By Sandi Halimuddin
Yesterday, as the United Nations’ annual climate-change mitigation convention, otherwise known as Conference of Parties 19 (COP), commences in Warsaw, Poland, the shadow of the devastating typhoon in the Philippines looms large. The Super Typhoon Haiyan (Yolanda), which so far has caused in 1,700 deaths, according to early Tuesday reports by CBS, is a sobering reminder of the scope and severity of climate change.
The coincidental timing of COP 19 and the Haiyan (Yolanda) storm is eerily reminiscent of last year’s COP 18 in Doha, which took place following Hurricane Sandy, the most destructive storm of the 2012 Atlantic hurricane season. One year later, climate-change related tragedies continue to devastate—and climate change mitigation negotiations continue to disappoint.
The UN’s Framework Convention on Climate Change (UNFCCC), a non-binding agreement to stabilize greenhouse gas emissions and address the adverse effects of climate change, has been marked by political gridlock and marginal progress at best, especially in recent years.
The expectations for COP 19 are low, but in light of recent events it’s apparent the stakes are higher than ever. Human behavior continues to fuel and accelerate extreme climate change at a frightening pace. In 2012, atmospheric carbon dioxide emissions resulting primarily from burning fossil fuels, reaching a record high of 393.1 parts per million, or 141 percent of pre-industrial levels, according to the World Meteorological Organization.
Last year at COP 18, the Kyoto Protocol, an international treaty that sets binding targets for industrialized countries to stabilize greenhouse gas emissions, was successfully renewed following the 2008-2012 commitment period. While developing countries are committed to reducing greenhouse gas emissions, the Kyoto Protocol legally binds developed countries to stop global warming to 2 degrees Celsius above pre-industrial levels.
In 2012, 37 industrialized nations and the European Union signed on to the Kyoto Protocol second commitment period 2013-2020. The renewal of the Kyoto Protocol in 2012 was commendable: participating parties agreed to a target to contribute less than 15 percent of the world’s greenhouse gas emissions. However, not all parties participating in the first commitment period renewed vows under the Doha Amendment. Canada withdrew from the treaty in 2011, and other key players such as Japan, New Zealand, and Russia have not been active during the second commitment period. In a highly controversial but unsurprising move, the United States never ratified the Protocol.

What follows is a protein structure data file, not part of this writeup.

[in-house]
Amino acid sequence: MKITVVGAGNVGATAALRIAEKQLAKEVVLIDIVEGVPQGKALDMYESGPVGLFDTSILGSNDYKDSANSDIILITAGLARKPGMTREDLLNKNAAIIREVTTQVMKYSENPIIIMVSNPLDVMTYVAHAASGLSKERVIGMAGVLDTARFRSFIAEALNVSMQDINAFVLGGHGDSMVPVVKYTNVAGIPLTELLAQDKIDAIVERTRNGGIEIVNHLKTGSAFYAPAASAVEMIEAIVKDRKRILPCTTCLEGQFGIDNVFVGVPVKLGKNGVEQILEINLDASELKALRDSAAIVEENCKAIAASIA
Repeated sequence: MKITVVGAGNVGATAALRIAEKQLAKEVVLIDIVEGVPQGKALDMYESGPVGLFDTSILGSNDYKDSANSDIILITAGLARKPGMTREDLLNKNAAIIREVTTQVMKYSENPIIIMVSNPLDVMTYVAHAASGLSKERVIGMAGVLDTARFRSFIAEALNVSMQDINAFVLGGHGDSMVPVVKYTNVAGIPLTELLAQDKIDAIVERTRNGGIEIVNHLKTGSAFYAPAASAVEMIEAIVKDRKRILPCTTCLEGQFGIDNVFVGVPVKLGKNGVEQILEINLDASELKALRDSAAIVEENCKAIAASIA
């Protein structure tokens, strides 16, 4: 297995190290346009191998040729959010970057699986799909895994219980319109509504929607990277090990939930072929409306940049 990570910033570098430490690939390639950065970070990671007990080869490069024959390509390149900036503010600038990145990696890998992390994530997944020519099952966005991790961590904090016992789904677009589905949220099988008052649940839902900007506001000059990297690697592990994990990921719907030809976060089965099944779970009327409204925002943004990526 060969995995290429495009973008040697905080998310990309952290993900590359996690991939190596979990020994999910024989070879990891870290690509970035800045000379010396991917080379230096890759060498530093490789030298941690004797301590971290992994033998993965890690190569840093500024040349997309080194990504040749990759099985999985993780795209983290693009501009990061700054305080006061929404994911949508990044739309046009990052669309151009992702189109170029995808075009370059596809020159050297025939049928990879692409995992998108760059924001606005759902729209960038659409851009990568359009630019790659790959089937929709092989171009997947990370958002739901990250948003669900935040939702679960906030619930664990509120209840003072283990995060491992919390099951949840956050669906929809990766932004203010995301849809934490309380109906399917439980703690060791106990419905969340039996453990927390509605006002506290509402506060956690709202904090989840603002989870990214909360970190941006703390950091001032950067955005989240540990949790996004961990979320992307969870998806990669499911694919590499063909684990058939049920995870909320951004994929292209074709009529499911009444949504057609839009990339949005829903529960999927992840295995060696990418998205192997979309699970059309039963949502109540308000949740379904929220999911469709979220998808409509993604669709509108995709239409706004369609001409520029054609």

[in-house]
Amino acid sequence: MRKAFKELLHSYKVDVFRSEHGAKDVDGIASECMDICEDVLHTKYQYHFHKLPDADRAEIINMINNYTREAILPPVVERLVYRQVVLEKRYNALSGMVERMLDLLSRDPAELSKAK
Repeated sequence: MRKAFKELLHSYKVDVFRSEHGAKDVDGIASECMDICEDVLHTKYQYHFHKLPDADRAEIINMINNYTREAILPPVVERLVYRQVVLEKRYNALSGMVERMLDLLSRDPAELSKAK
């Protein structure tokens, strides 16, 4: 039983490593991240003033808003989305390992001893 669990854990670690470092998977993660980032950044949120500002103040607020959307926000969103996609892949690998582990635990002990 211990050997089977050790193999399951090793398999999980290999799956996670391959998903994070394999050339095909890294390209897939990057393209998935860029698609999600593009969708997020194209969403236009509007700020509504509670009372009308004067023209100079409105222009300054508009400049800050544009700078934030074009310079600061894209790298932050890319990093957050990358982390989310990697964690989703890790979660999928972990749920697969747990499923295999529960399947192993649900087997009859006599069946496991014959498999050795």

Ultimately, COP 18 participants were unable to make progress on key issues. Specifically, they failed to reach an equitable agreement on sharing responsibility for greenhouse gas emissions between developed and developing nations.
While this admittedly complex and controversial negotiation process is routinely defended as a step in the right direction, it’s dangerous to continue complacently accepting non-results. Current international agreements are not enough. The slow pace and progress of negotiations belies the seriousness of climate change.
Even if Kyoto Protocol participants successfully deliver respective pledges to reduce emissions, 2020 greenhouse gas emissions will be 18 to 27 percent above the 2 degrees Celsius target, according to a recent U.N. Environmental Programme (UNEP) report titled “The Emissions Gap Report 2013”. The report also states that an inability to close the emissions gap by 2020 due to delayed actions will induce higher rates of climate change at higher costs.
However, authors of the UNEP report are optimistic about the potential to reach the 2020 goal through “increased ambition,” or the international community’s will to collectively reduce greenhouse gas emissions to 2-degrees Celsius above pre-industrial levels. It’s not an easy task; while developed countries are historically the largest emitters of greenhouse gases, developing countries bear the more pressing burden of climate change. The divide between developed and developing countries in international talks is counterproductive, often leaving poorer nations without sufficient funds or means to mitigate and adapt to climate change.
At previous COP meetings nations aired their differences. At COP 19 it is time to bridge those differences. If there is any hope for the nearly written off COP meetings, major strides by all participants must be made at Warsaw to secure a post-2020 agreement and capture more ambition pre-2020.
Although the UNFCCC benefits from universal range, the success and credibility of COP in upcoming years will be undermined by half-hearted participation of major industrialized countries suffering from misguided exceptionalism, like the U.S., where domestic politics undermines international ideals. While critics of the Kyoto Protocol may argue that U.S. climate change mitigation efforts can be tackled more effectively independent of the UNFCCC, ultimately national efforts are not enough. Climate change is an international problem that demands an international response. Future participation of the U.S. in a legally binding international effort can raise international ambition necessary to actually close the emissions gap by 2020 instead of merely talking about it.
Sandi Halimuddin is an editorial assistant at World Policy Journal.
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